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Since kicking its tightening cycle off in May 2022, the RBA has raised the cash rate by a cumulative 375bps. This has been the most abrupt rate hiking cycle since at least the 1980s, but there looks to be more work to do. Recent information is likely to force the RBA’s hand, and we expect another 50bps worth of rate hikes over coming months. This would take the cash rate from 3.85% to 4.35%, a high since late-2011, however higher household indebtedness means this level of rates should pack a far bigger punch than it used to. The upcoming 6 June RBA meeting is ‘live’ for another change, and we feel that the balance of risks are tilted to the RBA having to do even more on the policy front in order to slay the inflation dragon.

Domestic inflation pressures remain high, and importantly, the baton is being passed from ‘goods’ to sticky ‘services’ prices. The experience offshore shows that services inflation is a hard nut to crack, and in Australia the upswing appears to be gather momentum. The demand/supply imbalance is pushing rents up, and on the back of the tightening in the labour market, wages (a driver of services inflation) are also rising. Indeed, we believe the larger than anticipated 5.75% lift in the minimum award wage, which covers ~1/4 of the workforce, is an added positive impulse for inflation, particularly due to Australia’s lacklustre productivity growth. Importantly, stronger wage growth can push out the time it takes core inflation to return to the RBA’s 2-3% target band. And although the RBA is trying to keep things “on an even keel” and navigate the narrow path to a “soft landing”, we doubt policymakers are open to tolerating a further delay given the risks this creates for inflation expectations and a possible wage-price spiral. The RBA is already only forecasting inflation to be back at the top of the target band in mid-2025.

For the Australian economy, we judge that additional policy tightening from here could be quite impactful with rates moving further into ‘restrictive’ territory. It is a hard pill to swallow, but to break the back of services driven inflation an extended period of sluggish growth and higher unemployment is the price that needs to be paid. As the chart above shows, based on how high household debt now is in Australia, on our figuring, a further 50bp lift in interest rates would push repayments (principal and interest) across the household sector to a historically high share of income. Given many households don’t have a mortgage, the indebted ones will feel it disproportionately. And from our perspective this is where the rubber could hit the road for broader activity and the labour market as these typically younger households are also the ‘workhorses’ that tend to drive household spending, the largest part of the Australian economy (~52% of GDP). Our analysis of some more detailed national accounts data also finds that this group of households holds a larger share of debt, but don’t hold much of the ‘excess savings’ that have been accumulated over the past few years. As illustrated, we estimate that the bulk of the ‘excess savings’ is being held by older/wealthier households, and this cohort isn’t normally a strong source of ‘discretionary’ consumption.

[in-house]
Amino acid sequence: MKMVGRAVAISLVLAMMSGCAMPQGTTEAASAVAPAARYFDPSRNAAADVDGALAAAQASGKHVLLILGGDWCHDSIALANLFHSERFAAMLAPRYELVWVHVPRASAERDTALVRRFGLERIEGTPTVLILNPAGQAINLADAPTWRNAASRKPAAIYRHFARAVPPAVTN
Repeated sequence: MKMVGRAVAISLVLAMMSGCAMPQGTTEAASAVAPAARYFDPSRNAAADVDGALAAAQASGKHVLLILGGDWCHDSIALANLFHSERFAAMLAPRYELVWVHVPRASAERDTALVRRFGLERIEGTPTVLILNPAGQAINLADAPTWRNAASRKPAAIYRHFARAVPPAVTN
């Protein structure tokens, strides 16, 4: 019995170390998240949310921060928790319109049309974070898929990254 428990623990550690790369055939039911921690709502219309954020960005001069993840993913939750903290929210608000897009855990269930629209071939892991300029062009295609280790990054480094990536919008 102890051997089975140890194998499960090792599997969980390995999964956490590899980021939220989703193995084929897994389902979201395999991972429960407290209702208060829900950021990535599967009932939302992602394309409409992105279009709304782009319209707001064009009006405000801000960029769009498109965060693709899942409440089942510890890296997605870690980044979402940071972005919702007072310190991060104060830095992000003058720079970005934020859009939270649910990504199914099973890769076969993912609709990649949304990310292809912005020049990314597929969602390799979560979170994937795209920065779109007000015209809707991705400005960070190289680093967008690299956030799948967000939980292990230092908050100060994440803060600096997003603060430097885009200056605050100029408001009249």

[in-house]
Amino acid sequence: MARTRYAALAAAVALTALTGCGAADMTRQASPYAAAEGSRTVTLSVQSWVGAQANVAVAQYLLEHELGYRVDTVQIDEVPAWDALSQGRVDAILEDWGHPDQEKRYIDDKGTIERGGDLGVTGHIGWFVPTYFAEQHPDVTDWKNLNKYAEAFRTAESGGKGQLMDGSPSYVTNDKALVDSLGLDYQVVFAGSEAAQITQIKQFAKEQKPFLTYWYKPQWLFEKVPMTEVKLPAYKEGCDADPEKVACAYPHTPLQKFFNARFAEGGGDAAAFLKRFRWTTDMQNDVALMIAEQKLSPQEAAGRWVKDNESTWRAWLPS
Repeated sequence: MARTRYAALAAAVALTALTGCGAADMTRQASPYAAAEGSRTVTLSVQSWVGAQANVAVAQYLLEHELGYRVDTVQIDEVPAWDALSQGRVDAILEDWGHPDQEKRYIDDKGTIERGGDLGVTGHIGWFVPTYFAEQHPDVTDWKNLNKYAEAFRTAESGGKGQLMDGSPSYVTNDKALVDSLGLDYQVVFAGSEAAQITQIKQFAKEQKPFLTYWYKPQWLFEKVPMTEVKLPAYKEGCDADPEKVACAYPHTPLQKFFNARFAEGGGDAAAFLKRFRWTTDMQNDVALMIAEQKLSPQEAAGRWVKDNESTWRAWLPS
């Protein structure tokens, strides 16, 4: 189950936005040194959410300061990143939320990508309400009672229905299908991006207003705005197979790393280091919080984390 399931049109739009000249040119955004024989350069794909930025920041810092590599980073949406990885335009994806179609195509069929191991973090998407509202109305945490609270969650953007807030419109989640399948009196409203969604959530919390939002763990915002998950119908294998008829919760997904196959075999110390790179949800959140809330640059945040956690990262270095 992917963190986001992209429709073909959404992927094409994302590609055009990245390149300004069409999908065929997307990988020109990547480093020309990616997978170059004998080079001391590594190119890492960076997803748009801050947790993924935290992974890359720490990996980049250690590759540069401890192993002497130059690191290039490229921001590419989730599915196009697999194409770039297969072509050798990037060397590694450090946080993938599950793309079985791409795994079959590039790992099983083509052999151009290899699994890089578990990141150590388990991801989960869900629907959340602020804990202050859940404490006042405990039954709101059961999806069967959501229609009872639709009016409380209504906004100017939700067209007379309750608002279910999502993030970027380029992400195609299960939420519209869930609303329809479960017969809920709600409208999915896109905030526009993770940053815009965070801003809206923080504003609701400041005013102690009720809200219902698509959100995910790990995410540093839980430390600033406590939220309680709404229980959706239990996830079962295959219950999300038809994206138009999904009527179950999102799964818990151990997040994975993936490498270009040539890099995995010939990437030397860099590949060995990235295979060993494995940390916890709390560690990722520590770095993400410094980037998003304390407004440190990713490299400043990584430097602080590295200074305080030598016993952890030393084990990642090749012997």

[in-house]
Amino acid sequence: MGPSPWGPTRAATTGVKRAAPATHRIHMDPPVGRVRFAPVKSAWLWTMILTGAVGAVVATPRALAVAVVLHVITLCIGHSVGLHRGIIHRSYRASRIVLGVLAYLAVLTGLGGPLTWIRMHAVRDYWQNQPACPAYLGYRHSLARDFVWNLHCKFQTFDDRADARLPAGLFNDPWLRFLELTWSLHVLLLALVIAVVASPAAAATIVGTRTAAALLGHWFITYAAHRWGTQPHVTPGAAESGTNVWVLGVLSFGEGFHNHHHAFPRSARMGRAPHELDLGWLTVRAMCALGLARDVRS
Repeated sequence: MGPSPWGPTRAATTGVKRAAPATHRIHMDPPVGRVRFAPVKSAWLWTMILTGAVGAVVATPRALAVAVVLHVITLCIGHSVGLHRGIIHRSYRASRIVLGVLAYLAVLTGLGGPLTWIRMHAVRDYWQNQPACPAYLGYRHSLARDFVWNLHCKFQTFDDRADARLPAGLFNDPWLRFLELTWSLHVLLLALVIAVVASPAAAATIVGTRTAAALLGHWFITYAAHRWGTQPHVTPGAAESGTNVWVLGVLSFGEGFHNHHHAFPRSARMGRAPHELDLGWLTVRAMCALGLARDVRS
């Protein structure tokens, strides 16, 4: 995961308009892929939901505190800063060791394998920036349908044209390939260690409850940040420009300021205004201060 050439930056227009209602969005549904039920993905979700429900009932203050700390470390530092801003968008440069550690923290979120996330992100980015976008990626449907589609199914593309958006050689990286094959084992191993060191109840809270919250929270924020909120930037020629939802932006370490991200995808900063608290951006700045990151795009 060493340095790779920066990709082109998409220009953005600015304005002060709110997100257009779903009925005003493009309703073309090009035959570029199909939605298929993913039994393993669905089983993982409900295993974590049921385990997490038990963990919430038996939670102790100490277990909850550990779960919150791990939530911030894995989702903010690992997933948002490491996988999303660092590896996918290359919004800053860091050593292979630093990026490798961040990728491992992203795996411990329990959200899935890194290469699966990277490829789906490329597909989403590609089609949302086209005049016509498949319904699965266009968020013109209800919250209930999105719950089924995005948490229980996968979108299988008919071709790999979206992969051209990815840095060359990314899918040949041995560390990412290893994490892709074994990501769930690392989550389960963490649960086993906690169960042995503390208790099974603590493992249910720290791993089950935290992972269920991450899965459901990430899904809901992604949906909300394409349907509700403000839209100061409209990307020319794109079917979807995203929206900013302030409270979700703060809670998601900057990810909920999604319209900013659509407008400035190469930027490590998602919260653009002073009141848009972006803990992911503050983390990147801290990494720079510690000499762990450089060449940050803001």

We have long thought that Australia’s economic growth would slow materially over the next few quarters as the substantial cashflow hit on the heavily indebted household sector intensifies. There is still a decent amount of policy tightening that has yet to flow through to households and businesses due to the normal policy ‘lags’ and because of the fixed rate refinancing that has yet to take place. Additional rate hikes on top of this could make the evolving slowdown even deeper and/or longer, in our opinion. In time, we expect this step down in growth and added economic uncertainty to spillover into business investment, and the labour market, with unemployment projected to rise over the next year.

For the AUD, we think that further rate rises by the RBA can provide some support as it should help, even if temporarily, close the yield gap that has been opening recently against many of its peers. However, FX is a relative price, and global forces have proven to be far more influential on the AUD’s performance. And on this score, we believe that some AUD headwinds remain in place, and we don’t expect the AUD to snap back overly sharply for a while yet. We continue to forecast a sustained AUD revival to come through later this year and early 2024 with the AUD projected to move back into the low 0.70s over that time. Over the near-term, the unfolding slowdown in global growth, particularly across the commodity intensive industrial side, coupled with China’s faltering post-COVID recovery, and further rate hikes and/or ‘hawkish’ rhetoric by other central banks such as the Bank of England, ECB, and the US Fed, could counteract further RBA action, in our opinion. We think the AUD’s 200-day moving average (~$0.6695) could provide some stiff resistance over the period ahead.

That said, we also remain of the view that barring an exogenous shock, the AUD is unlikely to move much below recent lows. As we have pointed out before, since 2015, the AUD has only traded at ~$0.65 of lower ~3% of the time, with Australia’s positive capital flow dynamics a strong support that hasn’t been there historically. Australia’s current account surplus is now ~1.2% of GDP, this compares to a long run average ~3% of GDP deficit.

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